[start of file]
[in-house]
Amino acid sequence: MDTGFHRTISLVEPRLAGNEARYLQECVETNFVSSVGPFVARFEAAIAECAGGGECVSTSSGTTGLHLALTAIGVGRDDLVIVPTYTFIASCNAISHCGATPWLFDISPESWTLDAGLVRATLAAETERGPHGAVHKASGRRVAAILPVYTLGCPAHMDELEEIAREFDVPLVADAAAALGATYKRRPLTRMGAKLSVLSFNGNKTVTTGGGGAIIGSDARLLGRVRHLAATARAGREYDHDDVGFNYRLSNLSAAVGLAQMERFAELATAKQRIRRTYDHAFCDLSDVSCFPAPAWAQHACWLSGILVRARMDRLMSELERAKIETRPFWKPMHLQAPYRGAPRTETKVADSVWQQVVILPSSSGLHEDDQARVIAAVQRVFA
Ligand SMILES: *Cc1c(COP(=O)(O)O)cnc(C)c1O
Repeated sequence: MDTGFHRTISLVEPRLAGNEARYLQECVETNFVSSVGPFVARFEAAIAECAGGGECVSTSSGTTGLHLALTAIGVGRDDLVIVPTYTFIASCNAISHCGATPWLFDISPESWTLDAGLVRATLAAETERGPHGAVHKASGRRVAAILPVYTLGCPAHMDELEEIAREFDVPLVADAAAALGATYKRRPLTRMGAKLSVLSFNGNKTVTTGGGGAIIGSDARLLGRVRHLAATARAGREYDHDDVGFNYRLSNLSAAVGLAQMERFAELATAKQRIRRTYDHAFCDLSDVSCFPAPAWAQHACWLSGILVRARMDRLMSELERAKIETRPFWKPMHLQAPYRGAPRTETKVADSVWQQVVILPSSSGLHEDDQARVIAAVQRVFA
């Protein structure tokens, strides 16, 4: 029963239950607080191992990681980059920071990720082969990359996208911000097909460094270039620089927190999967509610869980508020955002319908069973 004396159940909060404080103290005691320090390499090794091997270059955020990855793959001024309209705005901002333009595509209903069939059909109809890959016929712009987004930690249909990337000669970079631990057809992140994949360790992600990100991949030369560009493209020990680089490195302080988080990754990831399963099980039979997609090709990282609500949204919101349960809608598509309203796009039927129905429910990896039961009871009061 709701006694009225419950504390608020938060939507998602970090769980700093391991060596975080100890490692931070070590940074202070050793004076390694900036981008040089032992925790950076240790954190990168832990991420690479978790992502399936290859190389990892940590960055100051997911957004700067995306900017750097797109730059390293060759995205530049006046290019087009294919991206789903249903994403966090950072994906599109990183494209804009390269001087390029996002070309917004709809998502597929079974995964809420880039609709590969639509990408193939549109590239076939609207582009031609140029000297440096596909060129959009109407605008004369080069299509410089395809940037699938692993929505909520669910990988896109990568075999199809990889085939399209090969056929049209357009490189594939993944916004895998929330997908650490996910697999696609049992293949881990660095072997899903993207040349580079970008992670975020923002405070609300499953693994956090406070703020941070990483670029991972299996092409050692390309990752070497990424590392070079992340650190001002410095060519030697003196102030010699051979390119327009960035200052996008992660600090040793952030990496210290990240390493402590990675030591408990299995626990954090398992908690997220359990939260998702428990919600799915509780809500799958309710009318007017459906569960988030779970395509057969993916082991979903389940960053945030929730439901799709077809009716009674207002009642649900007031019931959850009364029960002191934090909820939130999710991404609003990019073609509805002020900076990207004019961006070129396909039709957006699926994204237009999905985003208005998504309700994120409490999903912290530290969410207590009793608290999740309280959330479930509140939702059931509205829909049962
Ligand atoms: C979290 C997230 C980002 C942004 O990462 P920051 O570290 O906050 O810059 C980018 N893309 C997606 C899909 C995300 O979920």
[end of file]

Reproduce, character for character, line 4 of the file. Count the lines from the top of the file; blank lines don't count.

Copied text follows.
Repeated sequence: MDTGFHRTISLVEPRLAGNEARYLQECVETNFVSSVGPFVARFEAAIAECAGGGECVSTSSGTTGLHLALTAIGVGRDDLVIVPTYTFIASCNAISHCGATPWLFDISPESWTLDAGLVRATLAAETERGPHGAVHKASGRRVAAILPVYTLGCPAHMDELEEIAREFDVPLVADAAAALGATYKRRPLTRMGAKLSVLSFNGNKTVTTGGGGAIIGSDARLLGRVRHLAATARAGREYDHDDVGFNYRLSNLSAAVGLAQMERFAELATAKQRIRRTYDHAFCDLSDVSCFPAPAWAQHACWLSGILVRARMDRLMSELERAKIETRPFWKPMHLQAPYRGAPRTETKVADSVWQQVVILPSSSGLHEDDQARVIAAVQRVFA